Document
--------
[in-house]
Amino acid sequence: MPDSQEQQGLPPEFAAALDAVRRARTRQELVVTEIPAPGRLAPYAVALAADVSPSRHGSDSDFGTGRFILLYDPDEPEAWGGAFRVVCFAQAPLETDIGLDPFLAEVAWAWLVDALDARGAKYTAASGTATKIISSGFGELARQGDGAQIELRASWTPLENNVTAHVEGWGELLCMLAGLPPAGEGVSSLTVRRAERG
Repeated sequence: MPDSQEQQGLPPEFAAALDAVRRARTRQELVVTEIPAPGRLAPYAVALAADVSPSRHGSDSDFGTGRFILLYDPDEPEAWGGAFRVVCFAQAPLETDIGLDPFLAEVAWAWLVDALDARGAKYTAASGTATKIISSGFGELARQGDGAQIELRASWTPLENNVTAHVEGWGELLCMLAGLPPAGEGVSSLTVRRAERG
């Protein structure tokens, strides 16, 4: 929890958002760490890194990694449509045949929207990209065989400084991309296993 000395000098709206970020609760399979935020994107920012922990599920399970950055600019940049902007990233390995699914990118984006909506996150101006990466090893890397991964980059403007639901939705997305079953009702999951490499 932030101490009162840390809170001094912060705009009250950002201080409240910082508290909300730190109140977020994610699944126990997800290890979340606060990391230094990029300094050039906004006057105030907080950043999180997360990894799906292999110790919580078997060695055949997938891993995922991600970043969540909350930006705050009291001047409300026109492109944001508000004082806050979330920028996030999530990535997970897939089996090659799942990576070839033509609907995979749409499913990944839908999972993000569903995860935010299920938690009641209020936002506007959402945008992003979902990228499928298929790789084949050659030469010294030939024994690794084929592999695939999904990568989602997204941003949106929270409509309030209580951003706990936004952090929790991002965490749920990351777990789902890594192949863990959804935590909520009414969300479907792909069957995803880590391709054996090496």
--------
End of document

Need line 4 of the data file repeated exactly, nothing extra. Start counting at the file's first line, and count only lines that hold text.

């Protein structure tokens, strides 16, 4: 929890958002760490890194990694449509045949929207990209065989400084991309296993 000395000098709206970020609760399979935020994107920012922990599920399970950055600019940049902007990233390995699914990118984006909506996150101006990466090893890397991964980059403007639901939705997305079953009702999951490499 932030101490009162840390809170001094912060705009009250950002201080409240910082508290909300730190109140977020994610699944126990997800290890979340606060990391230094990029300094050039906004006057105030907080950043999180997360990894799906292999110790919580078997060695055949997938891993995922991600970043969540909350930006705050009291001047409300026109492109944001508000004082806050979330920028996030999530990535997970897939089996090659799942990576070839033509609907995979749409499913990944839908999972993000569903995860935010299920938690009641209020936002506007959402945008992003979902990228499928298929790789084949050659030469010294030939024994690794084929592999695939999904990568989602997204941003949106929270409509309030209580951003706990936004952090929790991002965490749920990351777990789902890594192949863990959804935590909520009414969300479907792909069957995803880590391709054996090496």